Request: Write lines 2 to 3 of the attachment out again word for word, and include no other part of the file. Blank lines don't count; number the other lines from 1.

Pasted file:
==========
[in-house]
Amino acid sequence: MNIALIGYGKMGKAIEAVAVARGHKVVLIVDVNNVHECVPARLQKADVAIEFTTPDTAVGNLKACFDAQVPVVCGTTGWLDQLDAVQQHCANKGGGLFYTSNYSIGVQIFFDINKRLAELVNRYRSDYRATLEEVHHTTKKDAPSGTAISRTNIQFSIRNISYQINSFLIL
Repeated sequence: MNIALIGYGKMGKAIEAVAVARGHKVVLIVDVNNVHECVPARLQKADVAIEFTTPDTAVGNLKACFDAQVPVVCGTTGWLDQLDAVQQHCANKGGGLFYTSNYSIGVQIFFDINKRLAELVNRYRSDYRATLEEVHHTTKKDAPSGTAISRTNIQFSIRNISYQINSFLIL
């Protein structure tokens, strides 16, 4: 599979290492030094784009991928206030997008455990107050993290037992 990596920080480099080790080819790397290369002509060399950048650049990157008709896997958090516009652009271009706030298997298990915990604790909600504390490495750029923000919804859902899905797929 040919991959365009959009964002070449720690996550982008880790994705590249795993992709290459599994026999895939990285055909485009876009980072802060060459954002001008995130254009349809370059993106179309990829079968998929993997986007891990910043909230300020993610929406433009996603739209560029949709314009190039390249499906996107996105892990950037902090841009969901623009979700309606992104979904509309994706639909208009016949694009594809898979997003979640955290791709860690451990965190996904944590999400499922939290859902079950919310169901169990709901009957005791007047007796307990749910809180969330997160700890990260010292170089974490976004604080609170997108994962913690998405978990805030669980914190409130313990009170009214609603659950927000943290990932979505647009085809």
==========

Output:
Amino acid sequence: MNIALIGYGKMGKAIEAVAVARGHKVVLIVDVNNVHECVPARLQKADVAIEFTTPDTAVGNLKACFDAQVPVVCGTTGWLDQLDAVQQHCANKGGGLFYTSNYSIGVQIFFDINKRLAELVNRYRSDYRATLEEVHHTTKKDAPSGTAISRTNIQFSIRNISYQINSFLIL
Repeated sequence: MNIALIGYGKMGKAIEAVAVARGHKVVLIVDVNNVHECVPARLQKADVAIEFTTPDTAVGNLKACFDAQVPVVCGTTGWLDQLDAVQQHCANKGGGLFYTSNYSIGVQIFFDINKRLAELVNRYRSDYRATLEEVHHTTKKDAPSGTAISRTNIQFSIRNISYQINSFLIL